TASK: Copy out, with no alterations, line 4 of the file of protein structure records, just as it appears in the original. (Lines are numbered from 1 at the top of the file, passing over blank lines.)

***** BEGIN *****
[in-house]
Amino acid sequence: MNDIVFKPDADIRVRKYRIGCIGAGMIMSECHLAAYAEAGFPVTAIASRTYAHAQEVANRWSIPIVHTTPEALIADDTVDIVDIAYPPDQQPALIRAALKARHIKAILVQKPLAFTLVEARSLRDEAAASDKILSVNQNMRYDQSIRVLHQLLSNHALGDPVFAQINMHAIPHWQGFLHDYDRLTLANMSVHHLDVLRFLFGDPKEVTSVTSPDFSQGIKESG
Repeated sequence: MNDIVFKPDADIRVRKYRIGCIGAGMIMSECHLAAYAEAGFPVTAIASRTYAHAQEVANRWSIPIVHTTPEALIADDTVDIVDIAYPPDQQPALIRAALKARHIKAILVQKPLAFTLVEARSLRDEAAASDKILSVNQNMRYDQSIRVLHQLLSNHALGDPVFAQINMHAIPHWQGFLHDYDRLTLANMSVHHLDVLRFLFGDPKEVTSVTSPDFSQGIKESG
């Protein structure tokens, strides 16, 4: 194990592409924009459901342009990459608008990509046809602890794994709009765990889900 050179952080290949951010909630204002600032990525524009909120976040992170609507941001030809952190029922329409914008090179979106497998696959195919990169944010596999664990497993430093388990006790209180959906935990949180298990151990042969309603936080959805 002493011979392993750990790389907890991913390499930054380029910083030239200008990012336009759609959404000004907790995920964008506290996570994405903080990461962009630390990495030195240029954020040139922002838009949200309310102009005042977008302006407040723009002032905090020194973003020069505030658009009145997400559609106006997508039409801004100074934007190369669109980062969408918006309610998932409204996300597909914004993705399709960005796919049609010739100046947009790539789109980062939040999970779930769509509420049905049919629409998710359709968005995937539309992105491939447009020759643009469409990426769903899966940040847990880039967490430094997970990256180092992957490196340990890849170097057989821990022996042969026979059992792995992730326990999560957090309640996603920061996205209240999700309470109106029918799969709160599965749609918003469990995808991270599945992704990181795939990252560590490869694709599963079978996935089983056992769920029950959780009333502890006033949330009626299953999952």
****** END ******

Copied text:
């Protein structure tokens, strides 16, 4: 194990592409924009459901342009990459608008990509046809602890794994709009765990889900 050179952080290949951010909630204002600032990525524009909120976040992170609507941001030809952190029922329409914008090179979106497998696959195919990169944010596999664990497993430093388990006790209180959906935990949180298990151990042969309603936080959805 002493011979392993750990790389907890991913390499930054380029910083030239200008990012336009759609959404000004907790995920964008506290996570994405903080990461962009630390990495030195240029954020040139922002838009949200309310102009005042977008302006407040723009002032905090020194973003020069505030658009009145997400559609106006997508039409801004100074934007190369669109980062969408918006309610998932409204996300597909914004993705399709960005796919049609010739100046947009790539789109980062939040999970779930769509509420049905049919629409998710359709968005995937539309992105491939447009020759643009469409990426769903899966940040847990880039967490430094997970990256180092992957490196340990890849170097057989821990022996042969026979059992792995992730326990999560957090309640996603920061996205209240999700309470109106029918799969709160599965749609918003469990995808991270599945992704990181795939990252560590490869694709599963079978996935089983056992769920029950959780009333502890006033949330009626299953999952």